Terry Duncan wrote:
Don71 wrote:The reality was that 80 Million Germans were totaly in agreement with their political class, that this was a diktat peace from the Entente, the german word was Versailler Diktat, which accused only Germany for the outbrake of the war to the whole world.
The French had felt much the same about the Treaty of Frankfurt, was that any less a diktat though this time imposed by Germany? Not being happy with the result of a war you lost is the most common outcome, how was Versailles any different to pretty much any previous peace treaty where one side had been defeated?
You have already written in many of your posts that the Peace of Frankfurt and the Brest Brest-Litovsk were similar or identical to the Treaty of Versailles. You justify that by the fact that the respective populations felt that as a similar dictation or punishment.
But this comparison is rather ridiculous to crazy, if you look at the objective facts, the amount of reparations and look at the actual goal of the reparations.
Neither the Frankfurt Peace nor the Peace of Brest-Litovsk had an article 231 which imposed on a warring party the sole moral responsibility for the war.
At the Peace of Frankfurt, reparations of 5 billion francs were demanded, which equates to 1450 tons of gold, and this should put a brake on France's economic development over the next few years.
In addition, Elsas Lorraine was annexed, which was partly German-speaking.
The Brest Brest-Litovsk peace treaty required 6 billion gold marks as compensation, which was equivalent to 2100 tons of gold. No areas were annexed.
All the territorial cessions of the UdSSR were separate peoples (Finland, the Baltic, Poland, Byelorussia and the Ukraine), which themselves were annexed by the Russians in the last hundred years. You can find the confirmation yourself if you take a look at the map today.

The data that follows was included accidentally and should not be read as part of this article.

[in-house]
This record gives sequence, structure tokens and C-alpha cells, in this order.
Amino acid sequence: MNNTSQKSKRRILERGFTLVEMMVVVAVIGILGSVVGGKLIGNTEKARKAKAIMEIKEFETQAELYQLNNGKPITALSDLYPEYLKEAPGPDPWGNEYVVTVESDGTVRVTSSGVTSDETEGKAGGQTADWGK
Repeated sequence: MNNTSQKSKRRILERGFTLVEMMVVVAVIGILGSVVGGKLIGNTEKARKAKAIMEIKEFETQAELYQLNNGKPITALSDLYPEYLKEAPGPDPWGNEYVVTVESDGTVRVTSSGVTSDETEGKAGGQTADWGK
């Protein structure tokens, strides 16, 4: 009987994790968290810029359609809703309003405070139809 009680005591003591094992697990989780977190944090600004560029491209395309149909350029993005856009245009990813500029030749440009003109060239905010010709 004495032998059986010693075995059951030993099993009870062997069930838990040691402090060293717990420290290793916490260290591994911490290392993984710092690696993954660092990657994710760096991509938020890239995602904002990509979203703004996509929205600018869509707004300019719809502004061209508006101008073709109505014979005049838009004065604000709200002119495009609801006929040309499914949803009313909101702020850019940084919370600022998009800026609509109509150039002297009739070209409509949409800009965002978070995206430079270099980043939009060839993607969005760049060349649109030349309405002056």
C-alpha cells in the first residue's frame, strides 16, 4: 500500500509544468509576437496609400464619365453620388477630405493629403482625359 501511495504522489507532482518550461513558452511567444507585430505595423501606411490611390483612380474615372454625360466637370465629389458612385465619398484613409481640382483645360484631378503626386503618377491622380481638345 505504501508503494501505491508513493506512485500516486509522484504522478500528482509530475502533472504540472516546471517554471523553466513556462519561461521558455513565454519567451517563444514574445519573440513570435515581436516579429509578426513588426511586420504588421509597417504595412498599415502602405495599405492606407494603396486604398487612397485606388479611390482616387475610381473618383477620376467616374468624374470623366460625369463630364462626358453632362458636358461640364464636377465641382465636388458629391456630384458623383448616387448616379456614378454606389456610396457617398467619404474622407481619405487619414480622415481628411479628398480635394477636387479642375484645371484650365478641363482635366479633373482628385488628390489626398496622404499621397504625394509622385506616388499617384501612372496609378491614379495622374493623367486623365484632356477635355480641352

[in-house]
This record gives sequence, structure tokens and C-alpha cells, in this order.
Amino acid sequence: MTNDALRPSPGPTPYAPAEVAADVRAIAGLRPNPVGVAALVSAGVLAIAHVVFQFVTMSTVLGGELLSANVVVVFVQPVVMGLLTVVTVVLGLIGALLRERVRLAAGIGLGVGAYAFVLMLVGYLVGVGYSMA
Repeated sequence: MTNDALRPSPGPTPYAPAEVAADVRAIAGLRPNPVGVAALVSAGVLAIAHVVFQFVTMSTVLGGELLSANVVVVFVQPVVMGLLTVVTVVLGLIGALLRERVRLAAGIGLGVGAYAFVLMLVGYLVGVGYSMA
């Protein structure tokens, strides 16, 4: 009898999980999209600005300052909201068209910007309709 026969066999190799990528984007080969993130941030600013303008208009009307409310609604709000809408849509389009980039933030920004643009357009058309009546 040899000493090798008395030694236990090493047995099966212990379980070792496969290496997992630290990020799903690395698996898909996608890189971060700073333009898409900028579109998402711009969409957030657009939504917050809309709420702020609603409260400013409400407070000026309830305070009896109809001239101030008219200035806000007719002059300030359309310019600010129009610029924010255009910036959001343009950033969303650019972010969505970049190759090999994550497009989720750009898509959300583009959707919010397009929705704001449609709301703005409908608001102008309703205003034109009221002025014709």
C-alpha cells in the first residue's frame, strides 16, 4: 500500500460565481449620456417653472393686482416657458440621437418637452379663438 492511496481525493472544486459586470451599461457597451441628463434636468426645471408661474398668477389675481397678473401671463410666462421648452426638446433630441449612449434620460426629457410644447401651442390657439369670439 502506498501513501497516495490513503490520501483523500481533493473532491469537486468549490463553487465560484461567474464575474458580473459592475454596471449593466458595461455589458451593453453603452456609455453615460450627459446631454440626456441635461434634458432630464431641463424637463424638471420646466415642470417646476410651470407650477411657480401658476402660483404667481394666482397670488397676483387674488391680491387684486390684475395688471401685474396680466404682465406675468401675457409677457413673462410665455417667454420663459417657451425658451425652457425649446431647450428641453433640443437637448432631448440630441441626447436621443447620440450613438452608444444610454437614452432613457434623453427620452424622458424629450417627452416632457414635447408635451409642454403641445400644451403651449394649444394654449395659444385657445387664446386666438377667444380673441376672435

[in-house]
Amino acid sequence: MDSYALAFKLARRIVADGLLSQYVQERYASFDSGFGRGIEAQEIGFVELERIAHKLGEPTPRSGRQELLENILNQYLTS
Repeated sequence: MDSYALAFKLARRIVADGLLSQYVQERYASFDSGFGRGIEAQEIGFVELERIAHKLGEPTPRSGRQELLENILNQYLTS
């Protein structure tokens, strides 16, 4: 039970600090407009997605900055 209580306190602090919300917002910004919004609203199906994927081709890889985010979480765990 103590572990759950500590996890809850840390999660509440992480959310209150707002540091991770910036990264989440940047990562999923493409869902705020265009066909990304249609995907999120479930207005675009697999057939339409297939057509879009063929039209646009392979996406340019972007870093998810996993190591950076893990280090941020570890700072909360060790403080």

The Treaty of Versailles demanded immediately 20 billion gold marks, equivalent to 7,000 tonnes of gold plus 90% of the German merchant fleet, which provided the basis for German exports.
In June 1920, at the Boulogne Conference, the Allies demanded 269 billion gold marks in 42 annual installments, the equivalent of 94150 tons of gold.
On January 29, 1921, the Allies in Paris again demanded 269 billion gold marks in 42 annual installments, of which 226 billion as immovable principal, and Germany had to give 12% of the value of its annual exports. On April 27, 1921 followed the London payment plan. The Reichstag rejected these demands and the Allies occupied, after they had rejected in London a proposal of Germany of 50 billion gold marks, on 8 March Ruhrort, Duisburg and Dusseldorf.
It came to a serious government crisis, which culminated on 4 May in the resignation of the government Fehrenbach. Fehrenbach had rejected the London payment plan as unacceptable and cleared the way for a successor government to sign the agreement.
On May 5, 1921, David Lloyd George handed over to the German Ambassador in London the new demands of the Allies. Germany should agree to repay and interest a total of 132 billion gold marks.
Although the amount of claims was not lowered - the 132 billion gold marks remained - but no more payment terms were determined and the annual payments that Germany had to pay, were reduced: first had to be paid 1 billion, 2.5 later Billions a year.
In 1929, the duration of the reparations payments in the Young Plan was set at 59 (ie until 1988). Overall, Germany should pay 112 billion gold marks to 1988 according to this plan
In two autumn 1931 reports, the Layton Report and the Beneduce Report, Germany's insolvency following the end of the Hoover moratorium was certified by international financial experts. These reports were the basis for the Lausanne conference in the summer of 1932, which abolished the German reparations obligations against a final payment of three billion gold marks (in foreign currency).
According to German sources, Germany paid a total of 67.7 billion gold marks reparations in the form of gold marks, foreign exchange, coal and capital goods (industrial plants, locomotives, zeppelins, ships, etc.), the equivalent of 23695 tonnes of Gold
Eberhard Kolb: Der Frieden von Versailles. Beck, München 2005
The Versaille Treaty and his reparation demands had clearly the goal to destroy the german economic base for more then a hundred years, with the demand of 269 billion gold marks or later 132/112 billion gold marks.
In addition, Germany was also forced to cede predominantly German-speaking areas through the Treaty of Versailles!
Comparing the Treaty of Versailles and its demands on Germany to the peace of Frankfurt or the peace treaty of Brest-Litosk lacks any foundation when confronted with the facts